Writing & snapping back at trolls

Jamilah+Lemieux%2C+the+senior+editor+of+Ebony+magazine%2C+will+be+speaking+today+at+7%3A30+p.m.+in+the+IMU+Main+Lounge.

Jamilah Lemieux, the senior editor of Ebony magazine, will be speaking today at 7:30 p.m. in the IMU Main Lounge.

@sherbet_fries

During her senior year at Howard University, Jamilah Lemieux started the blog the Beautiful Struggler. The goal was not national attention, avid online followers, or a stuffed bank account.

She wanted to write.

So she wrote. And kept writing. She covered race, gender, sexuality, relationships, and her life for over six years.

“It was doing work that I loved, doing work that was meaningful and work that could impact people,” she said. “It’s not so much that I thought I’d change the world by blogging.”

It changed her life, though.

Lemieux, now the senior editor of Ebony, is in Iowa City today as a guest speaker for Martin Luther King Jr. Celebration Week 2016. Her university-sponsored talk will take place in the IMU Main Lounge at 7:30 p.m. today.

When she first started with Ebony, her lack of journalistic experience didn’t hinder the persistent worker. She excelled in her positions by accepting what she did not know, learning quickly, and asking questions, she said.

She served as lead editor for several aspects of the website before becoming senior editor. On any given workday, she might decide what goes on the cover image, theme, headline designing an inside column, assigning stories, editing, or traveling.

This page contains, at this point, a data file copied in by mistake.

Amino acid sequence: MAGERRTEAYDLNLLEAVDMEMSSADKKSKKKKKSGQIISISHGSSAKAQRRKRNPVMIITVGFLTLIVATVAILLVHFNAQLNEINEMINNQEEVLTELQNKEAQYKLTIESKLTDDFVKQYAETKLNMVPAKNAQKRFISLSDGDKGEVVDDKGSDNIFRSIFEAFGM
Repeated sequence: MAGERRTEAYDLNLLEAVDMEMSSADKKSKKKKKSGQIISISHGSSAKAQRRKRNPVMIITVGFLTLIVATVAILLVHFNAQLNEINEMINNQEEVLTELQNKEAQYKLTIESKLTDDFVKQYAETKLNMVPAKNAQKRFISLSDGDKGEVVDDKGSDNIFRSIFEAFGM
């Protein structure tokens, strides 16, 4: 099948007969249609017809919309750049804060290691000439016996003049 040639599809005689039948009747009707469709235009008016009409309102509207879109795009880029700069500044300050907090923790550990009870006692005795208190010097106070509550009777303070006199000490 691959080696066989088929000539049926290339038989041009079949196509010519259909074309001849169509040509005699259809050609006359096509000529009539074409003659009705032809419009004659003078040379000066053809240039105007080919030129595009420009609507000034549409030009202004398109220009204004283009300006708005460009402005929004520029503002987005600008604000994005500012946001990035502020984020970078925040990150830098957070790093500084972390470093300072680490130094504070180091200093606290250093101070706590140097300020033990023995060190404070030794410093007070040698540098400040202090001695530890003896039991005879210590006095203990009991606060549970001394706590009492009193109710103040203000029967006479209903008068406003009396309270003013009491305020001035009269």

“I really love the cover. It’s more important than people know, and there are formulae to it,” Lemieux said. “Things that you have to be mindful about saying or not saying. Every magazine relies on advertisers, and we have to be careful around that, but we want to be as radical and revolutionary as possible while still maintaining a certain standard of quality and able to have the magazine printed every month.”

When she’s not brainstorming another genius Ebony cover, the 31-year-old spends time browsing Twitter, bursting out thoughts that might have lived on the Beautiful Struggler. For her 73,000 followers, the self-proclaimed feminist may provide comic relief with her almost daily shutdown of social-media haters.

“Part of the reason I do it is because there are other people that are really hurt by trolls, really sensitive, and aren’t able to come up with clapbacks or a snappy response,” Lemieux said. “I want trolls to know that there’s somebody that they can’t break down.”

The line between addressing said trolls and keeping it professional, she said, is blurry.

“I represent a brand that is bigger than me, older than me, more important to our people than me and is held in a certain regard,” she said. “I’ve been accused of a number of violations of that by people who probably would not subscribe to support the magazine anyway.”

Yet no amount of negative backlash seems to slow Lemieux down. In the next five years, she hopes to have two published books under her belt. Fast forward 10 years, Lemieux said she wouldn’t mind being editor-in-chief.

Lemieux maintains that her life, while beyond ordinary to many, can be just that to her.

“When I’m off stage, off work, I think I live a life that is pretty on par with most women in their late-20s, early mid-30s,” she said. “I’m single. I am a parent of my beautiful, almost 3-year-old daughter. My boss and I are very close. There’s not a whole lot of down time, but I do have great friends and people who fill my spirit. I like to go to bars and drink. I like to go on dates. I like to shop. I’m very much a regular girl.”

 

WORDS

What: Jamilah Lemieux Talk

When: 7:30 p.m. today

Where: IMU Main Lounge

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